Assume that the potter orders $u$ units every $n$ days. It would be a waste to have units left over by the time she reorders, so the $u$ units must last exactly $n$ days. Since each day uses $5$ units, we must have $u = 5n$.

Let the material cost be $m$. The initial cost to the potter is thus $I = M + 5nm$. The warehousing cost can be calculated as follows. Let $t$ be the amount of days passed since the last order. Then the number of units left is given by $u(t) = 5n - 5t$. The warehousing cost per day is thus $w(t) = Ku(t) = 5K(n-t)$. The total warehousing cost is given by integration.$$W = \int_{0}^{n} w(t) \, \mathrm{d}t = \int_{0}^{n} 5K(n-t) \, \mathrm{d}t = \tfrac{5}{2}Kn^2.$$

Thus the cost over $n$ days is given by

$$I+W = M + 5nm + \tfrac{5}{2}Kn^2.$$

The cost per day, assuming she orders every $n$ days is

$$C(n, M, K) = 5m +M/n + \tfrac{5}{2}Kn.$$

To minimize the cost of clay, we seek to minimize $C$. We use the first derivative test:

$$\frac{\partial C}{\partial n} = 0 \implies \tfrac{5}{2}K - M/n^2 = 0,$$

which implies that

$$n = \sqrt{\frac{2M}{5K}}.$$

$\textbf{a)}$ If $M = 3000$ and $K = 10$, then she should order every $\sqrt{120} \approx 11$ days.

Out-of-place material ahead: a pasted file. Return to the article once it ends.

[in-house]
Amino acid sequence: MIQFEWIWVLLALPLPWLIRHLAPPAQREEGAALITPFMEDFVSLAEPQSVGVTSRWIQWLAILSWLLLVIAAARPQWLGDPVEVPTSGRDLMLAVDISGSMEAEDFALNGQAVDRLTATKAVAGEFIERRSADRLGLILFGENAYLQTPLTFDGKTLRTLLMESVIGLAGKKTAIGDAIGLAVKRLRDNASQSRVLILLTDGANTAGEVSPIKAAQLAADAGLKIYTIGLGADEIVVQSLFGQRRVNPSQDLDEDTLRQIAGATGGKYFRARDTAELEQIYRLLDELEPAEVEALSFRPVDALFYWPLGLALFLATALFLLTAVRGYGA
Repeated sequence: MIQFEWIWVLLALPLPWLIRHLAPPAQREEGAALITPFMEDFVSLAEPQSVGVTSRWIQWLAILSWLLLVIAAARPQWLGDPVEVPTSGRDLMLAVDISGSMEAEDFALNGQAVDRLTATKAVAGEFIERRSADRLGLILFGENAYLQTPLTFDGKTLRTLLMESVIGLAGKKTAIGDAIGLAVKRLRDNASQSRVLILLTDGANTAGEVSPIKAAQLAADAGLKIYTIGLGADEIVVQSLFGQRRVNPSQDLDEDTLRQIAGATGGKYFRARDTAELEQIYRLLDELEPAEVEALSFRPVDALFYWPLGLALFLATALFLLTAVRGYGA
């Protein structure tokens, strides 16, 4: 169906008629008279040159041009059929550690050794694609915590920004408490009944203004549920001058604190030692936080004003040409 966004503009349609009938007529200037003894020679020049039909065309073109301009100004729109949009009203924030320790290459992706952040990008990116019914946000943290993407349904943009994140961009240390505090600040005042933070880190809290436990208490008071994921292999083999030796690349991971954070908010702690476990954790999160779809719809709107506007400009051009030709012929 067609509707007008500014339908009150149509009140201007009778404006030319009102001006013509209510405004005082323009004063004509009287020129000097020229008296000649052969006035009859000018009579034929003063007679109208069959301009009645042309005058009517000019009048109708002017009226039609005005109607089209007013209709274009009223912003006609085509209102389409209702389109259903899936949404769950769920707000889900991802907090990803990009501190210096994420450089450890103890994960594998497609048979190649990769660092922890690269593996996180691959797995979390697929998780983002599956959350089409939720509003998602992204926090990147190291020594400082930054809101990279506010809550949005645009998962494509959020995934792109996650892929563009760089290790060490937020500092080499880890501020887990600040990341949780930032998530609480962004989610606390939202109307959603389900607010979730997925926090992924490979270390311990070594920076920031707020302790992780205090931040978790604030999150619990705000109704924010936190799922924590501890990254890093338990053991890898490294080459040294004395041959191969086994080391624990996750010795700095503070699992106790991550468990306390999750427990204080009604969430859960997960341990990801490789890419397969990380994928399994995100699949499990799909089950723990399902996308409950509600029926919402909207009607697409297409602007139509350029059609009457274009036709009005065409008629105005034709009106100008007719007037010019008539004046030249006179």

$\textbf{b)}$ We determine this by taking partial derivatives. First, for $M$, we have

$$\frac{\partial n}{\partial M} = \sqrt{\frac{1}{10MK}}.$$

So, increasing the delivery fee $M$ causes the number of days until the next order to increase, but this diminishes as $M$ and $K$ grow larger. This makes intuitive sense, as a larger delivery fee would make prevent one from excessively calling in orders.

For $K$, we have

$$\frac{\partial n}{\partial M} = -\sqrt{\frac{M}{10K^3}}.$$

So, increasing the warehousing fee $K$ causes the number of days until the next order to decrease. This effect diminishes as $K$ grows larger, but becomes more pronounced as $M$ grows larger. This makes intuitive sense, as a larger warehousing fee would prevent one from making large and infrequent orders, which would keep excessive amounts of clay in storage.